University Center Enrollment Declining; Online Courses Render Satellite Campuses Redundant?

The South Dakota Board of Regents meet this week in the swanky digs of River Rock Lodge. Among their agenda items is a discussion of declining enrollment at the Regental “university centers,” the off-campus locations created by the Regents to serve Sioux Falls, Pierre, and Rapid City. The university center in Rapid is actually enrolling more students than it did in 2008, but that gain has been swamped by losses at the Sioux Falls and Pierre university centers.

The decline in university center enrollment comes as overall enrollment in the Regental system has increased:

South Dakota Board of Regents, Agenda Item 3—Future University Center Models, August 10–12, 2015, p. 5.
South Dakota Board of Regents, Agenda Item 3—Future University Center Models, August 10–12, 2015, p. 5.

The Regents’ report shows that Sioux Falls and Rapid City high school graduates enroll at Regental campuses at about the same rate as students statewide (36.8% statewide, 36.4% in Sioux Falls, 37.4% in Rapid City). Pierre grads head for Regental campuses at an even higher rate (48.6%). Also worth noting is that graduates from all three cities choose SDSU more often than USD—Go Jacks!

The Regents want the university centers to play a role in increasing the number of South Dakotans with post-secondary credentials to 60%. To draw more students to the university centers, the Regents will discuss focusing the university centers more on certificates and two-year degrees, courses dictated by local labor market needs, and lower costs.

The Regents’ report does not mention another obvious alternative: shutting down the university centers for which demand is declining. Students who place a premium on the in-person university classroom experience are already heading for campus. The students who are too busy to drive to Brookings, Madison, Vermillion, or Spearfish to take classes may well be too busy to drive to a university center for classes. Those seeking an alternative to sitting on campus can scratch that itch much more easily by taking online classes—and that online itch-scratching is growing, as shown by the 33.3% increase in off-campus enrollment. Why should the Regents invest in more physical locations when any South Dakotan with Internet can turn her kitchen table into a university classroom?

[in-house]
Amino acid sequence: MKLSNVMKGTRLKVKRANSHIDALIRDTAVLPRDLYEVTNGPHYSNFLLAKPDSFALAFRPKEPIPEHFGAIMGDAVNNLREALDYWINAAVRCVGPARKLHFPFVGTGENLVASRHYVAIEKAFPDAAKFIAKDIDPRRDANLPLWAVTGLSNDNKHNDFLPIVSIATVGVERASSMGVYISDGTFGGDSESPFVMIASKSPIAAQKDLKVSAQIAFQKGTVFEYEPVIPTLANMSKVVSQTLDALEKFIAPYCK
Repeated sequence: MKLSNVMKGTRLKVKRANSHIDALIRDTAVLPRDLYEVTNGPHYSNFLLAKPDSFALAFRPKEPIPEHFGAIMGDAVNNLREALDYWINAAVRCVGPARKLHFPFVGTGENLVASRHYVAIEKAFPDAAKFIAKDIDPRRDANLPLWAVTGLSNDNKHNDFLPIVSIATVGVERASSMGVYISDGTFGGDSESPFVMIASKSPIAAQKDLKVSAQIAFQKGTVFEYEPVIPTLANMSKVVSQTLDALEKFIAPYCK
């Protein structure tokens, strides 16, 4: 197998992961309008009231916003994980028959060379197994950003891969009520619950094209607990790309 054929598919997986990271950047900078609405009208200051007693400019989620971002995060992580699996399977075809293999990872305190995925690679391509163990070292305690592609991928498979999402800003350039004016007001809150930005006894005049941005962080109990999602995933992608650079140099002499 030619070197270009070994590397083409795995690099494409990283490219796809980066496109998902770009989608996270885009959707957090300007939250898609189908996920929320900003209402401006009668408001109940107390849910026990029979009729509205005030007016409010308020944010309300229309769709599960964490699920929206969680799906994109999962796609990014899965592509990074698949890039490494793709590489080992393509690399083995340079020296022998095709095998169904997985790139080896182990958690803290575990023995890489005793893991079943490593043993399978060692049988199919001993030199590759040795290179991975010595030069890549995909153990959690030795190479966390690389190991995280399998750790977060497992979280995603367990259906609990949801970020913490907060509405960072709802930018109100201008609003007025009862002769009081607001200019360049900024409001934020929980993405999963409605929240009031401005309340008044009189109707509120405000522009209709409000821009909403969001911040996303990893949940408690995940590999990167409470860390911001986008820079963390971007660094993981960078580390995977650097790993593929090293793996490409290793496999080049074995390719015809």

The Regents won’t save enough money closing the Sioux Falls and Pierre university centers to fund the tuition freeze they want. But with online courses making satellite campuses redundant, eliminating at least those two university centers would be the sort of obvious efficiency that could make the Governor and the Legislature willing to support more tuition assistance from the general fund.

17 Responses to University Center Enrollment Declining; Online Courses Render Satellite Campuses Redundant?

  1. happy camper

    The job market is good again so those non-traditional students who went back to school at the university centers during the downturn are now employed. This is good news and just a reflection of the economy. Kids who want the school experience still attend regular campuses. Just my guess.

  2. If online is a real solution, why not solve the teacher shortage problem in public schools by putting HS students in online classes? They don’t operate under a model of self-support for teacher pay so the dividends would be much higher.

  3. Denature, I think some public schools are trying to head toward that direction. Catch me in a conspiratorial mood, and I might say that’s what Bill Janklow had in mind when he invested so heavily in wiring the schools in the first place. But online classes may not replace teachers; after all, someone still has to design the lessons, engage students in discussion, and evaluate their work. Having taken and taught classes online, I’d argue that an online teacher has to work even harder to maintain the same level of attention to students as can be achieved in the face-to-face classroom. Sure, if Madison can’t find a calculus teacher, they could contract with West Central to put the Hartford teacher’s lessons and notes online for the Madison kids to follow, but that’s a suboptimal solution.

    In the immediate term, the problems with translating the Regental-level solution I propose above to the K-12 level are (1) the state has not invested in online K-12 classes to the same extent the Regents have invested in online delivery, (2) online classes may not translate to the the lower grades (I’m speculating, but I welcome any evidence folks would like to provide on successful online kindergarten), (3) we don’t see K-12 parents choosing online education over existing classrooms the way we see college students apparently choosing the Regents’ online options over the university centers, and (4) local schools play an integral role in 151 communities across South Dakota that is not matched by the university center facilities in Sioux Falls and Pierre.

  4. CH,